Notorious and manifest facts have been brought forward, and shall be brought forward again. Caius Fannius, a Roman knight, the brother of Quintus Titinius, one of your judges, has said that he gave you money. Recite the evidence of Caius Fannius. [Read.] Pray do not believe Caius Fannius when he says this; do not believe—you I mean, O Quintus Titinius—do not believe Caius Fannius, your own brother. For he is saying what is incredible. He is accusing Caius Verres of avarice and audacity; vices which appear to meet in any one else rather than in him. Quintus Tadius has said something of the same sort, a most intimate friend of the father of Verres, and not unconnected with his mother, either in family or in name. He has produced his account-books, by which he proves that he had given him money. Recite the particulars of the accounts of Quintus Tadius. [Read.] Recite the evidence of Quintus Tadius. [Read.] Shall we not believe either the account-books of Quintus Tadius, or his evidence? What then shall we follow in coming to our decision? What else is giving all men free licence for every possible sin and crime, if it is not the disbelieving the evidence of the most honourable men, and the account books of honest ones?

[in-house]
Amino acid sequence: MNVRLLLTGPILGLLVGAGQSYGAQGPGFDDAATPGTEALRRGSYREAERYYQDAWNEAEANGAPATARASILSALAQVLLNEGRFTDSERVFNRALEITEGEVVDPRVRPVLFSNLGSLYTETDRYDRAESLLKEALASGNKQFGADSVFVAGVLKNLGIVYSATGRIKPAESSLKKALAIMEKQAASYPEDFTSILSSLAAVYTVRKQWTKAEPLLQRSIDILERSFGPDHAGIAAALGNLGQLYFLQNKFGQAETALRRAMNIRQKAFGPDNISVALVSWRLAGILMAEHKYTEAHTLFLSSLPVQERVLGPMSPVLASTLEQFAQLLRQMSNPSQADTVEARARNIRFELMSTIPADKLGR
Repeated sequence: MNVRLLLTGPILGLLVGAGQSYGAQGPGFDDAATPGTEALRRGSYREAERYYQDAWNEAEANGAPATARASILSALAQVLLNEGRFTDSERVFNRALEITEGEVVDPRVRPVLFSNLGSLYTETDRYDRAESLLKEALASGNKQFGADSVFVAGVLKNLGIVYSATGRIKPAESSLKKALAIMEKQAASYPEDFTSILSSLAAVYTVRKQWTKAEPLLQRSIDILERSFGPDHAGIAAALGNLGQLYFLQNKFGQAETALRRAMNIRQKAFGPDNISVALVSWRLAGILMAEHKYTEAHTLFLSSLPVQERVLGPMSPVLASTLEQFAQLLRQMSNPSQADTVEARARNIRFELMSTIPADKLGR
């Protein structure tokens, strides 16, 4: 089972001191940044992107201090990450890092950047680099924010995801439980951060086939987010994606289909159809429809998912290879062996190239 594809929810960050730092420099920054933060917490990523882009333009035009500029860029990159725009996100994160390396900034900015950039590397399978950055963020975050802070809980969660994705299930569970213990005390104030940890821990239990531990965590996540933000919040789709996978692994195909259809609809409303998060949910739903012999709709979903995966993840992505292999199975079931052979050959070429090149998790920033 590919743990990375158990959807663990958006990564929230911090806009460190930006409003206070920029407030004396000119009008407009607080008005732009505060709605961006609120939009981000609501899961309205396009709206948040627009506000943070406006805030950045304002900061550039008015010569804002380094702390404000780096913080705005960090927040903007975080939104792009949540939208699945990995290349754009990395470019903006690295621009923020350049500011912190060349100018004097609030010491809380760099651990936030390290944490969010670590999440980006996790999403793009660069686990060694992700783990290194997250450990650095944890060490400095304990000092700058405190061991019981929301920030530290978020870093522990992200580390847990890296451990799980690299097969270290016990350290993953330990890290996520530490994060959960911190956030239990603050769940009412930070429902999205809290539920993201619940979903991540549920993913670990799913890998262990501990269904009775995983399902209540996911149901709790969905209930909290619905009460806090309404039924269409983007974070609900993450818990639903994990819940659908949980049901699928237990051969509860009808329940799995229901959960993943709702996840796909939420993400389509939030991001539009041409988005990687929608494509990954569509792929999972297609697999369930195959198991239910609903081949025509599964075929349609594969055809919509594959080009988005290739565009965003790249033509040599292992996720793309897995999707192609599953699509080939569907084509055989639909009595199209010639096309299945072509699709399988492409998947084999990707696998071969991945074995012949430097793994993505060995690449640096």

This text is part of:
Table of Contents:
The first oration against Verres.
THE FIRST BOOK OF THE SECOND PLEADING AGAINST CAIUS VERRES.
THE SECOND BOOK OF THE SECOND PLEADING AGAINST CAIUS VERRES.
THE THIRD BOOK OF THE SECOND PLEADING IN THE ACCUSATION AGAINST CAIUS VERRES.
THE FOURTH BOOK OF THE SECOND PLEADING IN THE PROSECUTION OF VERRES.
The Fifth Book of the Second Pleading in the Prosecution against Verres.
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